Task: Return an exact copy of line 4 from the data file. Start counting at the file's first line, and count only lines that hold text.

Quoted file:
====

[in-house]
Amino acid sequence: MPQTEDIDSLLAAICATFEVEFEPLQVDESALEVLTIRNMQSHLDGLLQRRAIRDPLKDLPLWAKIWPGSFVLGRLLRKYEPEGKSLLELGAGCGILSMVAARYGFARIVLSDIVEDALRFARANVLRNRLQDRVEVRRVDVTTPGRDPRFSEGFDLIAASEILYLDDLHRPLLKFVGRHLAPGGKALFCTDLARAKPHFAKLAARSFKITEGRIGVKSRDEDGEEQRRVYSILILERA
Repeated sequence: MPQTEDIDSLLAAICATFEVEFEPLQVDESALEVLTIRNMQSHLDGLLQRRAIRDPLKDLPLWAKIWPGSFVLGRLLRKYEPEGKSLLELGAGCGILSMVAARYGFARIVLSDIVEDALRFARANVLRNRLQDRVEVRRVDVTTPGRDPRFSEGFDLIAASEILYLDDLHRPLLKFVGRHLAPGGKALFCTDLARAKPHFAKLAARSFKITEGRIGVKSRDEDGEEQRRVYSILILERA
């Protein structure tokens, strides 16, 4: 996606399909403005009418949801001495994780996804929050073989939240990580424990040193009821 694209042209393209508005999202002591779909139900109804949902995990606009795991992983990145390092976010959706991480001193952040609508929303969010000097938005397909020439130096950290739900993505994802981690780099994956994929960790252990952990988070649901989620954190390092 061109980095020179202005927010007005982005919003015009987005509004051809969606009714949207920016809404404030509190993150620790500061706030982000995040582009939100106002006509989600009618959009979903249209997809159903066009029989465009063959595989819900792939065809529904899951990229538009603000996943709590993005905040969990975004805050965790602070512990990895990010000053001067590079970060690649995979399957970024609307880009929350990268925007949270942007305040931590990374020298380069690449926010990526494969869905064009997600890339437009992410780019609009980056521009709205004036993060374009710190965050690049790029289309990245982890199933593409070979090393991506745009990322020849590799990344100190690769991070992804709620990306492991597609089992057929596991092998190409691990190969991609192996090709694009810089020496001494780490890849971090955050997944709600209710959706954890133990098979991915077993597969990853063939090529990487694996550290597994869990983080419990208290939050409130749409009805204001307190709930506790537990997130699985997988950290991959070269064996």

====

């Protein structure tokens, strides 16, 4: 996606399909403005009418949801001495994780996804929050073989939240990580424990040193009821 694209042209393209508005999202002591779909139900109804949902995990606009795991992983990145390092976010959706991480001193952040609508929303969010000097938005397909020439130096950290739900993505994802981690780099994956994929960790252990952990988070649901989620954190390092 061109980095020179202005927010007005982005919003015009987005509004051809969606009714949207920016809404404030509190993150620790500061706030982000995040582009939100106002006509989600009618959009979903249209997809159903066009029989465009063959595989819900792939065809529904899951990229538009603000996943709590993005905040969990975004805050965790602070512990990895990010000053001067590079970060690649995979399957970024609307880009929350990268925007949270942007305040931590990374020298380069690449926010990526494969869905064009997600890339437009992410780019609009980056521009709205004036993060374009710190965050690049790029289309990245982890199933593409070979090393991506745009990322020849590799990344100190690769991070992804709620990306492991597609089992057929596991092998190409691990190969991609192996090709694009810089020496001494780490890849971090955050997944709600209710959706954890133990098979991915077993597969990853063939090529990487694996550290597994869990983080419990208290939050409130749409009805204001307190709930506790537990997130699985997988950290991959070269064996």